Jonathan Hunter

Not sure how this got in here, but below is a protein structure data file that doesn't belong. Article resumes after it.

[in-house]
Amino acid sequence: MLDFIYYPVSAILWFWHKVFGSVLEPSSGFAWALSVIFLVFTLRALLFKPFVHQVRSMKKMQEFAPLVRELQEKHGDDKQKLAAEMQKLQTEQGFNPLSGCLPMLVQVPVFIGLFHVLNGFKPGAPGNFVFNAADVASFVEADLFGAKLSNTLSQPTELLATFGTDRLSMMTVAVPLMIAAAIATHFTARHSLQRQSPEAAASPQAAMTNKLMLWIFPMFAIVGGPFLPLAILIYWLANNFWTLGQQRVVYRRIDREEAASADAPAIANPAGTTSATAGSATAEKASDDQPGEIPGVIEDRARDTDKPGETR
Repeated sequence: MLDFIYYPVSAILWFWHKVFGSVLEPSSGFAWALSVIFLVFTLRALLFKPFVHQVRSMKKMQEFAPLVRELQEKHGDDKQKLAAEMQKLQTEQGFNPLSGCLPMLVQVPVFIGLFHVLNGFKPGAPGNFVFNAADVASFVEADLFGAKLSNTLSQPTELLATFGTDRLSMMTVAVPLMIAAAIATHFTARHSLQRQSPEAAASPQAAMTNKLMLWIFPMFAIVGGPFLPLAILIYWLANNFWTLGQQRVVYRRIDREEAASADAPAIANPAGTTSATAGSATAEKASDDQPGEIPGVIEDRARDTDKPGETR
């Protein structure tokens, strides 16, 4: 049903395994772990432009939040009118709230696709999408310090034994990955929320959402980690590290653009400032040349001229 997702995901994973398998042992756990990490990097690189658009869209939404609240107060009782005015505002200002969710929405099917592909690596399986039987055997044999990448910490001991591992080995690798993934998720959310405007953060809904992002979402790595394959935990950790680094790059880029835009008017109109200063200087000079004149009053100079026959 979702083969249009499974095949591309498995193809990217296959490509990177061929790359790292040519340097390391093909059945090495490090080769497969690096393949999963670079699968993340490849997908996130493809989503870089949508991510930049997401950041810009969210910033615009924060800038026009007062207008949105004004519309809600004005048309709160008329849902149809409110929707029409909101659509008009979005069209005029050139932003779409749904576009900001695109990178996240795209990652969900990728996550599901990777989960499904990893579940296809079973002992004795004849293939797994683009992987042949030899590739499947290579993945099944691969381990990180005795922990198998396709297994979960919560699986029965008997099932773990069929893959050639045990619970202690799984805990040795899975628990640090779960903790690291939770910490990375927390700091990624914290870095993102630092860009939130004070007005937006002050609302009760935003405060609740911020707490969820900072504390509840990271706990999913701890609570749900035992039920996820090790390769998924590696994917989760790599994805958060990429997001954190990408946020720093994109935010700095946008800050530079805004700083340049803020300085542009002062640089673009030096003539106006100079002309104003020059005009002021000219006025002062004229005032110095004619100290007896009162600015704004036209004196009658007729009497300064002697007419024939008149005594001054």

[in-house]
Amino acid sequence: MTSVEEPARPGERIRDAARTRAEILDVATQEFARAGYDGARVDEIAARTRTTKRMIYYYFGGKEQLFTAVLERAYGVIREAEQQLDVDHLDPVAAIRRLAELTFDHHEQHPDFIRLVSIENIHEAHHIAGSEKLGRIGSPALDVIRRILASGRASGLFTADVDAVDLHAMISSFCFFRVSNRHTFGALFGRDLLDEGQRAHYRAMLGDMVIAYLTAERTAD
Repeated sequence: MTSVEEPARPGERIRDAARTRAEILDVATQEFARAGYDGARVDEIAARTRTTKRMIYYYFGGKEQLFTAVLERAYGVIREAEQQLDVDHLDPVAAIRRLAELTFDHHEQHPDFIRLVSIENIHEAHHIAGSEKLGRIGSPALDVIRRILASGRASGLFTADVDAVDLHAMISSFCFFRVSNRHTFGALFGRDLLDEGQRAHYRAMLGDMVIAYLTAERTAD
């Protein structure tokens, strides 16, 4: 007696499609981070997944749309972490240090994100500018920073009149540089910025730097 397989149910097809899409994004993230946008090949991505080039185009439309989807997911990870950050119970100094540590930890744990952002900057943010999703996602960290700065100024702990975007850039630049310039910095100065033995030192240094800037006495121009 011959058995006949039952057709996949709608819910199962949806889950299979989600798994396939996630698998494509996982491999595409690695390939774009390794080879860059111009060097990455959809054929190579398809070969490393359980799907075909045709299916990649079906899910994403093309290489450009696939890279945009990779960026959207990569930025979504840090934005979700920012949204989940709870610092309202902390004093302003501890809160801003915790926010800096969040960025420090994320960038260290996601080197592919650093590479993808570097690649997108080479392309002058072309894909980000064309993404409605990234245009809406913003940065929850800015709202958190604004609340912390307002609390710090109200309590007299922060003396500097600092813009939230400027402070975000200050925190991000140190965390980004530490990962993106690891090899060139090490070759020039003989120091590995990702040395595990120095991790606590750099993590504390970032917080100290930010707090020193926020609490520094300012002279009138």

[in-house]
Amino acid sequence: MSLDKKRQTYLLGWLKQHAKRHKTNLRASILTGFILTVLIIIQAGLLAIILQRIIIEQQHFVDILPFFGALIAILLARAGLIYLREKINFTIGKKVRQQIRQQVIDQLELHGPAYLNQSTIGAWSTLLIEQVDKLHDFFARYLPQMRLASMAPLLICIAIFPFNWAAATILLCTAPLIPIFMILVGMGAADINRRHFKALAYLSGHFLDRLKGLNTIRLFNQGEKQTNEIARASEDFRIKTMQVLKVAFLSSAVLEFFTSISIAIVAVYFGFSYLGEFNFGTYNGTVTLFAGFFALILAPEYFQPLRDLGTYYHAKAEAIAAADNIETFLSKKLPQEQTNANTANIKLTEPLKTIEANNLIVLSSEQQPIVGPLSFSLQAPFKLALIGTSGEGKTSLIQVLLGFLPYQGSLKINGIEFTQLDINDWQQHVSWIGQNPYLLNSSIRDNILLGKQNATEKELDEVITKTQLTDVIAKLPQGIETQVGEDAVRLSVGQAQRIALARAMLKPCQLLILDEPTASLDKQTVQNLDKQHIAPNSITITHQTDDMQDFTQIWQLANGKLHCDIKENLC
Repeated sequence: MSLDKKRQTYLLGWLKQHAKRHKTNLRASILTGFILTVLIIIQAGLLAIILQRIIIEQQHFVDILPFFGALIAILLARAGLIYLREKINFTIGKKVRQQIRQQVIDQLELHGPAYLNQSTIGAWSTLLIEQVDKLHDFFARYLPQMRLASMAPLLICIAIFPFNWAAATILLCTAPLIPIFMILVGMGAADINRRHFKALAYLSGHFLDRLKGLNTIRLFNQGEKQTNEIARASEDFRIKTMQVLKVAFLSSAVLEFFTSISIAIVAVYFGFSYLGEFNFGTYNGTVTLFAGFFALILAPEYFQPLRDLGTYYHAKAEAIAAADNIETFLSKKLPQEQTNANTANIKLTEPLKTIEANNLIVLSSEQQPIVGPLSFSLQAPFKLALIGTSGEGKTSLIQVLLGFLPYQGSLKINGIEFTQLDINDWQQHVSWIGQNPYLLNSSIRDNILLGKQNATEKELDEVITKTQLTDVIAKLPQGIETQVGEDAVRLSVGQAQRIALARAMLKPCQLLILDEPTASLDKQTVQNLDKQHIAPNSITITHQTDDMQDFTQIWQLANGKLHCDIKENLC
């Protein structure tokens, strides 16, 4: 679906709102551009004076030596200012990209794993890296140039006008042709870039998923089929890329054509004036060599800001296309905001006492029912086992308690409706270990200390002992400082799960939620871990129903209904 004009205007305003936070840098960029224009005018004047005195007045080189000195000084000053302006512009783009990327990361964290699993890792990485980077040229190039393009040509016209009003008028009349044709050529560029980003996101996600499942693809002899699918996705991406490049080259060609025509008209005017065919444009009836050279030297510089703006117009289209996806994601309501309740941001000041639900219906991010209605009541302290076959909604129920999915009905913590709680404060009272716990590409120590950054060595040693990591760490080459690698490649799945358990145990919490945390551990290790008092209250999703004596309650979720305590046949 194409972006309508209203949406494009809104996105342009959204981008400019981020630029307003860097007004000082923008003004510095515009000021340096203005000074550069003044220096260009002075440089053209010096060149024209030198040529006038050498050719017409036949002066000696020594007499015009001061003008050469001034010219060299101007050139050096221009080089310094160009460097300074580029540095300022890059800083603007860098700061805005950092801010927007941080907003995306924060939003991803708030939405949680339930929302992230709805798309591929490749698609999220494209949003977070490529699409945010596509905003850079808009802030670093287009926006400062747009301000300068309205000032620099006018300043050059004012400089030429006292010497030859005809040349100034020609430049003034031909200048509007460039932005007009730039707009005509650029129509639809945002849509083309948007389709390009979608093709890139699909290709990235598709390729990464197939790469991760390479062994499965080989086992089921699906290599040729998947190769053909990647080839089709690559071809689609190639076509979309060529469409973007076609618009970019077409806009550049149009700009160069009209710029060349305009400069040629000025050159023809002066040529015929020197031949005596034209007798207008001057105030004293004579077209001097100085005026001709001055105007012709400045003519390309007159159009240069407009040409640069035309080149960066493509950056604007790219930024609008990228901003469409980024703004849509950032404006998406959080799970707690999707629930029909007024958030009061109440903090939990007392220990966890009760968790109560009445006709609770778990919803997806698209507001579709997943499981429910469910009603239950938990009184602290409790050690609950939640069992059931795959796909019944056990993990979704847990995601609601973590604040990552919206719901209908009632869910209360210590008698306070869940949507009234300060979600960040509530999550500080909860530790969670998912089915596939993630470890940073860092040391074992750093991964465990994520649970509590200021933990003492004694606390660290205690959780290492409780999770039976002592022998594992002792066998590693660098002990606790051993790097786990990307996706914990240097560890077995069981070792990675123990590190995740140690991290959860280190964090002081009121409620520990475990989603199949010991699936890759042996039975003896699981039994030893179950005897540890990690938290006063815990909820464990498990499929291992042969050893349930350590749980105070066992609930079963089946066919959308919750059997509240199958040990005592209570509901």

This survivor story is in regards to my 16 year old son, who just spent Thanksgiving in the hospital with Necrotizing Fasciitis in the neck. On November 2, 2007, he woke up with some minor stiffness in his neck, a headache and a general ill feeling. We took his temperature but it was only 100.5 which is not considered a fever. He took some acetaminophen and went back to ed while the rest of us began preparations fro the family dinner. Around noon he felt up to joining us and tried to eat a little something. A short time later the vomiting started and then the diarrhea both left him weal, so he went back to bed. Later that evening we woke him up and took his temperature again, but still no fever. At this point we decided to move him from his room to the living room where we could keep an closer watch on his condition. It took us about 30 minutes to get him into the living room because he was so tired and kept trying to go back to sleep. When he was finally situated we noticed some swelling on the right side of the neck and an area of approximately 4 inches diameter that was red. Jonathan told us that he had been given hickies there by one of the girls he was with the night before. However, wasn't the red you get from a normal hickie at all. Jonathan and I arrived at the hospital around 8:15 pm. The triage nurse thought he had meningitis so they gave us a mask and took us back to the Pediatric area for testing and treatment. Once there an IV was started for Jonathan, they had him remove his shirt to put on a gown and it was then we saw the red area had spread down the neck to his clavicle area on the right and partially around the throat. The Doctor marked this area around 9:30 pm (the photo was taken at 11:50 pm). They then advised that it did not appear to be meningitis but something else. They did find minor lacerations on the right side of his neck. It was 10:03 pm when we noticed a drop in his blood pressure. It wasn't bad but it did cause some concern. Since he was asleep they thought that may have been the cause so the nurse took his pressure again with him awake and it was back within normal range. While waiting, his nurse started clemdomicine and drew blood for blood cultures so I knew it would be some time before we were going home. so, I text messaged my husband the updates and let him know what was happening. At 10:08 pm my son advised it was getting hard for him to swallow and it was causing him to cough. I contacted the nurse. At this point they ordered a CT scan to check his airway and to see how the swelling was effecting his breathing. At 10:38 pm the redness had escaped the original line on his chest and had advanced up his right cheek. They started a second antibiotic. It was 11:42 pm when his pulse took a dip to 91/51 and his pulse went up to 118 beats per minute. His nurse consulted with me and we decided that he was looking worse than when he came into the ER. At this point I began taking photos with my camera phone so we could monitor the progression and his coloring. At 11:46 pm the Doctors began an EKG strip on him and advised that we were not going to wait for a transporter to take Jonathan to the CT scan but that his nurse would take him and stay with him until Jonathan returned to the ER. At 11:56 pm I could hear the nurse telling the radiologist that Jonathan was deteriorating quickly even with the two antibiotics already administered. It was 12:03 am when they began recessitation of my son....At 1:25 am they had him back but his blood pressure was down to 73/40 and he was still not stable. They continued pushing IV fluids into him and started dopamine to get the blood pressure up. By 1:57 am he had received an additional 7,000 cc of IV fluid, at 1:17 am they were inserting an airway to allow him to breath and he had been given a center line in his right thigh which had 3 ports which were all full of IV medications and fluid lines. At 2:15 am he was stable enough to take back to the CT scan to verify the placement of the respirator and airway prior to being moved to the PICU. He was in the OR by 5:30 am on 11/23/007 where they found the necrotizing fasciitious in a pocket next to the vena cava. They removed some tissue, a vein, and some nerves as well as the surface skin. This was the first of his surgeries. He spent 5 days in the PICU and by the 4th day he had completed 3 surgeries, had maintained his own blood pressure and contracted a secondary infection site, which was treated with injections of antibiotics directly into the infected area. The diagnosis was Staph group "B" +1, Strep group "B" +4 and type 1 Necrotizing Fasciitious. I have included the photos from the initial photo taken at 11:50 pm on 11/22/2007, the wound after the second surgery, the wound after the 3rd surgery and the final wound photo after closure. He did not need graphs however they did have to pull the skin so tight on the neck area that he cannot hold his head straight. They tell me that in time it will ease and he will look more natural. His wounds aren't a grievous as some of the others you have listed here, however if he had not gotten prompt medical attention he would not have survived the septic shock or the NF. He was lucky, it is 23 stitches in the neck and 5 in the chest. It could have been so much more.... Also, just an update, last night we were back in the ER to have the site drained again and we are currently under an "open wound" treatment where the surgical site is being packed. No return of the NF and no additional damage it was just there was fluid and puss trapped inside the surgical area. We live in Fair Oaks, CA and unlike some of the stories I have read on your site, his NF was detected early and the hospital staff at UC Davis hospital were superb in their and treatment. Last night they brought all of the original team together to work on this wound even though we were in the ER not a regular clinic setting.